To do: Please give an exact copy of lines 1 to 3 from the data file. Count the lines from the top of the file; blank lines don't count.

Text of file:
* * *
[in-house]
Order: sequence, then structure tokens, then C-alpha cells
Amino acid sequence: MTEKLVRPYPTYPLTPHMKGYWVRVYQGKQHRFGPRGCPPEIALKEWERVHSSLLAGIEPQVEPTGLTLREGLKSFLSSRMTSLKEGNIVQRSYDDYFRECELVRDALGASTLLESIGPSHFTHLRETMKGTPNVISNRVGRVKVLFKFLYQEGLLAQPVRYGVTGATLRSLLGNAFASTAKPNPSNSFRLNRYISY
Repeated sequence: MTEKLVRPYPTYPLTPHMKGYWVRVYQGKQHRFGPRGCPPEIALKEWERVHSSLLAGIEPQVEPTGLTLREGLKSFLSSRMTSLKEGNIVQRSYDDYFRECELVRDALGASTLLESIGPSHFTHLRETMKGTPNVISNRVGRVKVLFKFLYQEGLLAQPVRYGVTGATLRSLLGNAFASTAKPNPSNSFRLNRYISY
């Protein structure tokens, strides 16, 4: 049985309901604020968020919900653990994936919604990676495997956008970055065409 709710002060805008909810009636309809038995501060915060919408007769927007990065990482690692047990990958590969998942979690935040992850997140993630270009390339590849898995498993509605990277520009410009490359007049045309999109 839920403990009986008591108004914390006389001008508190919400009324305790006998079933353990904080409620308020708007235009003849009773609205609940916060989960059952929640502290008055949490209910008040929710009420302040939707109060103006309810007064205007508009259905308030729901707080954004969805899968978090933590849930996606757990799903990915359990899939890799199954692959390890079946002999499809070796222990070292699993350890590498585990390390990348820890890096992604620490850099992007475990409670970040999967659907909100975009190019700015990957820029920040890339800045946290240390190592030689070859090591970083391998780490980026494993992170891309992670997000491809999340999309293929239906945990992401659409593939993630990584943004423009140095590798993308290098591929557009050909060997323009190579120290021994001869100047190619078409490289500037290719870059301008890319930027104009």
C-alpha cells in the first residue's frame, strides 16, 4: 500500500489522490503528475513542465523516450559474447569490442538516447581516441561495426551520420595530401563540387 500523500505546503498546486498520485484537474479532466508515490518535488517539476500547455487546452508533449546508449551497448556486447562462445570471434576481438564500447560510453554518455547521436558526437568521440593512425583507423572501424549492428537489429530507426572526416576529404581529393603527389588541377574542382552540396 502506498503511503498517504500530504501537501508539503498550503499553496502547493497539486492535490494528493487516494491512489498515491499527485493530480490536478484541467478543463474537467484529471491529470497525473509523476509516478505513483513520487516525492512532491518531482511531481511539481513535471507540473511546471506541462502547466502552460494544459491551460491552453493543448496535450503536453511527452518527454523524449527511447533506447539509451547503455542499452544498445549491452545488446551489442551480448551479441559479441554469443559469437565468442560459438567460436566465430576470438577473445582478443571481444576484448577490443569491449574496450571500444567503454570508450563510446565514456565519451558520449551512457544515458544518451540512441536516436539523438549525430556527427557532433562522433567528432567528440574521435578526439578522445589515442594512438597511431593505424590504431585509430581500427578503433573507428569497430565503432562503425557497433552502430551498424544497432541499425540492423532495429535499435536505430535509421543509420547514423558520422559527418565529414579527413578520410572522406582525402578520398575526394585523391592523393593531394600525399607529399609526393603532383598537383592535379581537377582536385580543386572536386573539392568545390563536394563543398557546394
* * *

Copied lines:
[in-house]
Order: sequence, then structure tokens, then C-alpha cells
Amino acid sequence: MTEKLVRPYPTYPLTPHMKGYWVRVYQGKQHRFGPRGCPPEIALKEWERVHSSLLAGIEPQVEPTGLTLREGLKSFLSSRMTSLKEGNIVQRSYDDYFRECELVRDALGASTLLESIGPSHFTHLRETMKGTPNVISNRVGRVKVLFKFLYQEGLLAQPVRYGVTGATLRSLLGNAFASTAKPNPSNSFRLNRYISY